17. Can Dry Eye Syndrome be Cured?
Similar to other diseases such as high blood pressure, dry eye syndrome is a chronic disease. There are many treatments available and your symptoms can be controlled in most cases.
18. Can Dry Eye Syndrome Damage your Eyes?
Dry eye syndrome can lead to damage to the tissues of your eyes. In more severe cases the cornea the cornel can become scarred leading to loss of vision. It can keep you from being able to work, read, watch TV, or drive a car. It is very important that you follow you eye doctors instructions to reduce your risk of any damage to your eyes.
19. How are Dry Eyes Diagnosed?
First the eye doctor will take a history about your symptoms. There are several tests now available to not only diagnose that you have dry eyes but the type and severity of your dry eyes. This is extremely important because the type of treatment depends on the type and severity of the dry eyes disease.
- Slit lamp exam (microscope used to examine the eye) of the surface of the ocular tissues.
- Different stains will show the evidence of damaged cells on the eye called fluorescein, rose Bengal, and lissamine green.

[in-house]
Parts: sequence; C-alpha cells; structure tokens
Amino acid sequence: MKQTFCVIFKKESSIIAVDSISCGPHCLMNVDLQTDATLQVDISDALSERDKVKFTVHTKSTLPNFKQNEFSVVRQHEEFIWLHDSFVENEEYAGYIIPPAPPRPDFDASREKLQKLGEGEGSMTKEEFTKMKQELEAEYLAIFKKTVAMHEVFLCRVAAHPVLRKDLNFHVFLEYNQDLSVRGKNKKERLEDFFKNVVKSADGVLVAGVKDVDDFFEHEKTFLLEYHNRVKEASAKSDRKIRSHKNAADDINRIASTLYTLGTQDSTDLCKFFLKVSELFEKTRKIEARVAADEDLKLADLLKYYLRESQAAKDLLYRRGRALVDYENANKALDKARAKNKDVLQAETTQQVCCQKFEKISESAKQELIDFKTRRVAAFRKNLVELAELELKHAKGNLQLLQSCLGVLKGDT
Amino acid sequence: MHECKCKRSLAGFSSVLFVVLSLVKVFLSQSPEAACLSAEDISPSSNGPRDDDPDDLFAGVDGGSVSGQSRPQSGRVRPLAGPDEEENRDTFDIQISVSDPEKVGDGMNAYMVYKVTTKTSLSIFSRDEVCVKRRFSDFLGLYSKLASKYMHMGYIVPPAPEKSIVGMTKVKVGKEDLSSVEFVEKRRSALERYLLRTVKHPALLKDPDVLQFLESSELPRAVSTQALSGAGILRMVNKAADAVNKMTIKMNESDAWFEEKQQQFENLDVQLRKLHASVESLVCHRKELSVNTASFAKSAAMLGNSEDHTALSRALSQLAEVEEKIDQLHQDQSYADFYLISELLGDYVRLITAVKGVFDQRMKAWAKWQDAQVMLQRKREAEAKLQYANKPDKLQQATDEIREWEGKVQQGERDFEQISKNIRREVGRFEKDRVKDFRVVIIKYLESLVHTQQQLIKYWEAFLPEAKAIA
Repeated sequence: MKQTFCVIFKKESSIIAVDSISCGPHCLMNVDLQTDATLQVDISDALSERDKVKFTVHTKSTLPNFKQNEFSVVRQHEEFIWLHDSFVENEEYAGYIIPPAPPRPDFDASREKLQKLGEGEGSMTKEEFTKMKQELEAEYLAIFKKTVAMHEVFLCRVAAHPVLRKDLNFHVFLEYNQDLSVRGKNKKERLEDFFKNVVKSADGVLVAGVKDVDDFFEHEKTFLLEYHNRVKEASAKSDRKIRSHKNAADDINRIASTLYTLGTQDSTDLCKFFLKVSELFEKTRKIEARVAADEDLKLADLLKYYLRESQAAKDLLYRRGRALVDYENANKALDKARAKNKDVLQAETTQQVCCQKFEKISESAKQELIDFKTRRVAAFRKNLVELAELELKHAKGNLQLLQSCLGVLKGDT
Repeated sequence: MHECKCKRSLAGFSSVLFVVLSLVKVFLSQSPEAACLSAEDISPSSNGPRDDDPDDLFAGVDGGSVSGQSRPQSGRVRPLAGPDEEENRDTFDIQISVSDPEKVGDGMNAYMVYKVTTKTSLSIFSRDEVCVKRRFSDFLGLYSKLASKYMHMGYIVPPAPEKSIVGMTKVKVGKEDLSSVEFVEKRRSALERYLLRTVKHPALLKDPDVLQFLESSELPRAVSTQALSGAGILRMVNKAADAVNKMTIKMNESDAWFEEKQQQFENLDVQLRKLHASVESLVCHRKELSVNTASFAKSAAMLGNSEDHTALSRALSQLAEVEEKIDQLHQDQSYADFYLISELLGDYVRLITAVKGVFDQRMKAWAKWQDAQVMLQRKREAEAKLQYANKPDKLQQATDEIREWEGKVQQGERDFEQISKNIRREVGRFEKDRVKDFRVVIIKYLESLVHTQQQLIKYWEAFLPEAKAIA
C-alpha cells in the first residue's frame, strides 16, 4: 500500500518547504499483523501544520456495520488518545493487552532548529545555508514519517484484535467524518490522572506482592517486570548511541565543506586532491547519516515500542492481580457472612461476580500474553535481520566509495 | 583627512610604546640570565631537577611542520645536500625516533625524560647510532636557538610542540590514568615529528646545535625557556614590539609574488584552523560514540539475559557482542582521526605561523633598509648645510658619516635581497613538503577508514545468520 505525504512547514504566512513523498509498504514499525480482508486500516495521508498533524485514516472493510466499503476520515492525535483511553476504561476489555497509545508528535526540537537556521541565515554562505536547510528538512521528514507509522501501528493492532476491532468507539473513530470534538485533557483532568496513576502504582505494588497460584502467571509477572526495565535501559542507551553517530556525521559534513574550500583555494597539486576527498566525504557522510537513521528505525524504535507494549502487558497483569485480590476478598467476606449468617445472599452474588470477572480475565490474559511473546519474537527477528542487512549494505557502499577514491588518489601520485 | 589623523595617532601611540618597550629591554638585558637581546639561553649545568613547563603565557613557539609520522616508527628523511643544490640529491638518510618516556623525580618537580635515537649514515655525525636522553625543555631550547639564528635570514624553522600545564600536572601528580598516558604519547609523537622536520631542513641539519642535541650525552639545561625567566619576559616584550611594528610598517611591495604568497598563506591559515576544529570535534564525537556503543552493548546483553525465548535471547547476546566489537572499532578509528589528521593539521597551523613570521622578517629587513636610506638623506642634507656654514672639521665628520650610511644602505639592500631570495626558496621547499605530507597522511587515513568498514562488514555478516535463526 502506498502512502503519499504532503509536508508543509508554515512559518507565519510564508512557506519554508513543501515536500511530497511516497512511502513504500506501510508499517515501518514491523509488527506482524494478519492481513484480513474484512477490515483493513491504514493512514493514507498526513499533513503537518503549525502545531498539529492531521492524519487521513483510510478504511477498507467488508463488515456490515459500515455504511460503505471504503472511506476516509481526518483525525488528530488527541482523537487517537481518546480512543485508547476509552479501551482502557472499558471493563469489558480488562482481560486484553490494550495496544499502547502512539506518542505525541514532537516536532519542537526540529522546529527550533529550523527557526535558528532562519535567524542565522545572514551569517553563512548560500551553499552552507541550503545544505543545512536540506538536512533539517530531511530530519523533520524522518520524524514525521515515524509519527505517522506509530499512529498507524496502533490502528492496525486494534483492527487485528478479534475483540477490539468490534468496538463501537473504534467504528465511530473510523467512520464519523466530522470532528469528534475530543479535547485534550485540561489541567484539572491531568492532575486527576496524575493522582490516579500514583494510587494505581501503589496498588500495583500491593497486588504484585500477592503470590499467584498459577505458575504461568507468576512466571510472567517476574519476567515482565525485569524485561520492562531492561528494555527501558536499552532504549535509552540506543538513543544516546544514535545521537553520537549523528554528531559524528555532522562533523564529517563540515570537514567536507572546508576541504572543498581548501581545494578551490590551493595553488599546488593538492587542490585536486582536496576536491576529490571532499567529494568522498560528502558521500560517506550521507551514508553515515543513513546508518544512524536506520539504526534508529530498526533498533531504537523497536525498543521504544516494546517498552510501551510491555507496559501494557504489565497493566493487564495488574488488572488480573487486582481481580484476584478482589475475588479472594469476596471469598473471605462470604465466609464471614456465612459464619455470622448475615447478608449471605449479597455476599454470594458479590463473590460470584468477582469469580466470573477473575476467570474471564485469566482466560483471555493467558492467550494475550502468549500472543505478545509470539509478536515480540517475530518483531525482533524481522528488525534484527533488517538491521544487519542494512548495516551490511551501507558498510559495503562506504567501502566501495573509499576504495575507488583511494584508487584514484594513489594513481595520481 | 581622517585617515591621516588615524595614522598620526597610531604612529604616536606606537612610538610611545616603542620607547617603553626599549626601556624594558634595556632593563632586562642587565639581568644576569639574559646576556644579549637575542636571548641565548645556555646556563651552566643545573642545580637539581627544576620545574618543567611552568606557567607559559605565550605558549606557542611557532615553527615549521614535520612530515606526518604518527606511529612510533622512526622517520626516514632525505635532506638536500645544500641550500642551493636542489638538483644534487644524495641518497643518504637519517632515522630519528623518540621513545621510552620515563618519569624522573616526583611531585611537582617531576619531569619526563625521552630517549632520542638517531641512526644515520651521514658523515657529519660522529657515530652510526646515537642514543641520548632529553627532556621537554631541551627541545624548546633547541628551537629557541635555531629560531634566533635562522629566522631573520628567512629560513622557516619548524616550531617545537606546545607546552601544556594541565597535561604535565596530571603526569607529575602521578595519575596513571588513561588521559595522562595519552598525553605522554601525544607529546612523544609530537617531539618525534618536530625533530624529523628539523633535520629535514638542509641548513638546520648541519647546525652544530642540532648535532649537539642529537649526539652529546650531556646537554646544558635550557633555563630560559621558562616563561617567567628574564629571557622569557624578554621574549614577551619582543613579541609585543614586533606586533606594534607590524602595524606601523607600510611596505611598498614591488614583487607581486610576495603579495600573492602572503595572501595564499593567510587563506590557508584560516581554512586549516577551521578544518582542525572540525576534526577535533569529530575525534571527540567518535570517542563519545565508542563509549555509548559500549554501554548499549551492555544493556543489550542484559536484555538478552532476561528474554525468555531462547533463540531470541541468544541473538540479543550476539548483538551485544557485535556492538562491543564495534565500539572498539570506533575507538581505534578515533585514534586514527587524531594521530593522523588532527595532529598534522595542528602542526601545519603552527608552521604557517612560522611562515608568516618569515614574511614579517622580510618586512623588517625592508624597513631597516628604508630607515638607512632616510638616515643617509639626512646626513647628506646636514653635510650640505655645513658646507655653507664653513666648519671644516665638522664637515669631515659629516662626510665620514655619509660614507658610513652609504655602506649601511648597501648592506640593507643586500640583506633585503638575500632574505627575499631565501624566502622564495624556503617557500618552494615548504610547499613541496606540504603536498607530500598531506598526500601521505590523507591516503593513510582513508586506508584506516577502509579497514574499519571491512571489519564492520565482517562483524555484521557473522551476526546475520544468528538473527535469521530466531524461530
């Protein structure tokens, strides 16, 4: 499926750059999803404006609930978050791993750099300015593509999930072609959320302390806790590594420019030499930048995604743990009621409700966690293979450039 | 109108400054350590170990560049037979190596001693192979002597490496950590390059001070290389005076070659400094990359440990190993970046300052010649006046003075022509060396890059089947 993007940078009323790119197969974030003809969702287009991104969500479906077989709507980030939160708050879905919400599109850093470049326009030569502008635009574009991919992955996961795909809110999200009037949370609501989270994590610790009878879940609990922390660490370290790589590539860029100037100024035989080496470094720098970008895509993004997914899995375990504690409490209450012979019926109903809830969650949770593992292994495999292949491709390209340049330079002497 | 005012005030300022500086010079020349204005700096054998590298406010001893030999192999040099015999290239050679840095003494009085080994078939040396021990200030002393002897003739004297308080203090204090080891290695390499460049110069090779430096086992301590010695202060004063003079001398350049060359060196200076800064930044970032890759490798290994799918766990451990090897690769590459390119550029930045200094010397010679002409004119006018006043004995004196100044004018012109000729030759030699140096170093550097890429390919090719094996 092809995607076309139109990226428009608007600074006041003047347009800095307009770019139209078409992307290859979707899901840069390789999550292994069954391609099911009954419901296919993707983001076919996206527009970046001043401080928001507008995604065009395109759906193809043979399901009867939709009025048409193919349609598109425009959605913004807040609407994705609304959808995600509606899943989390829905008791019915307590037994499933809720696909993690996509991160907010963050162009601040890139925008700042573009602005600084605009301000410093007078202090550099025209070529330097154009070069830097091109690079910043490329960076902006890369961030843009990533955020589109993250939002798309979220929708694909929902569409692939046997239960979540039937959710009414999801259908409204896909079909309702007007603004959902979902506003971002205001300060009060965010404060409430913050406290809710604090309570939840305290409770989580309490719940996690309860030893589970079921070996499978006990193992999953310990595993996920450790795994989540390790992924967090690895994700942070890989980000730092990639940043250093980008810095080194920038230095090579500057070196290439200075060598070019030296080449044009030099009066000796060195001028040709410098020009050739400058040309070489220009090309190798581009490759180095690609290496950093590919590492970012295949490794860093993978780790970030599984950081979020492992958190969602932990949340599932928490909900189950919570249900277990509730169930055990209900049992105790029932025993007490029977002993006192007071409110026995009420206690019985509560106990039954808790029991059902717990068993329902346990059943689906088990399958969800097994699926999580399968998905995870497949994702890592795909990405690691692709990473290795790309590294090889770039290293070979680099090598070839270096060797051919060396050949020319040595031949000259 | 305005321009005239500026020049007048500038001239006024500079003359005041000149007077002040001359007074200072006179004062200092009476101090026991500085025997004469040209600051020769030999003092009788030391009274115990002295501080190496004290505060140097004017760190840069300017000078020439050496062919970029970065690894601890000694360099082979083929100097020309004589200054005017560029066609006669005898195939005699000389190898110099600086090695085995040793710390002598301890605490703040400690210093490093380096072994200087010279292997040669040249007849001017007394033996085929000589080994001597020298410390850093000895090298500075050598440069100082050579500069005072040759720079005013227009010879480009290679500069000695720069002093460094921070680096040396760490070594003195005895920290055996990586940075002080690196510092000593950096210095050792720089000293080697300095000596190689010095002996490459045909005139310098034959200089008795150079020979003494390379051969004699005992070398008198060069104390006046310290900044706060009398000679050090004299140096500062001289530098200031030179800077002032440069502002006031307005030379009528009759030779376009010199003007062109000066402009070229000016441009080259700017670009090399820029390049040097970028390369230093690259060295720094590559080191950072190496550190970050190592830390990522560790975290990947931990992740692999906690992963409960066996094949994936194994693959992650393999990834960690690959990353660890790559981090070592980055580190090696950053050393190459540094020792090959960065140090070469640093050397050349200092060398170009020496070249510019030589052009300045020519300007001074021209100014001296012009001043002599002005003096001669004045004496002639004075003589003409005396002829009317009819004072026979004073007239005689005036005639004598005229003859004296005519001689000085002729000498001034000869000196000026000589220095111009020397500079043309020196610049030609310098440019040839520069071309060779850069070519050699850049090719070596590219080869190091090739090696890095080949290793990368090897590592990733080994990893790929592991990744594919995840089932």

- Shirmer’s test
- Keratograph 5
- MMp29 for inflammation
- Tear osmolarity
- Tear break up time
- Expression and examination of the meibomian glands
20. How is Dry Eye Syndrome Treated?
The treatment depends on the type and severity of the dry eye syndrome. Treatment includes:
- Artificial tears with the brand based on the type of dry eye
- Hot compresses
- Punctal plugs
- Meibomian gland probing
- Special glasses or googles
- Tranquil Eyes
What are Tears?
There are three basic layers which make up the tear film. They are;
The inner mucous layer which provides a hydrophobic interface and helps distribute the tear film. It is produced by the goblet cells in the conjunctiva.
The middle liquid layer which contains proteins, ions, and water is what people think comprises their whole tear. It is produced by the lacrimal gland.
The outer lipid or oily layer is produced by the meibomian glands in the eyelids. The lipid layer covers over the liquid layer to keep it from evaporating form the eye.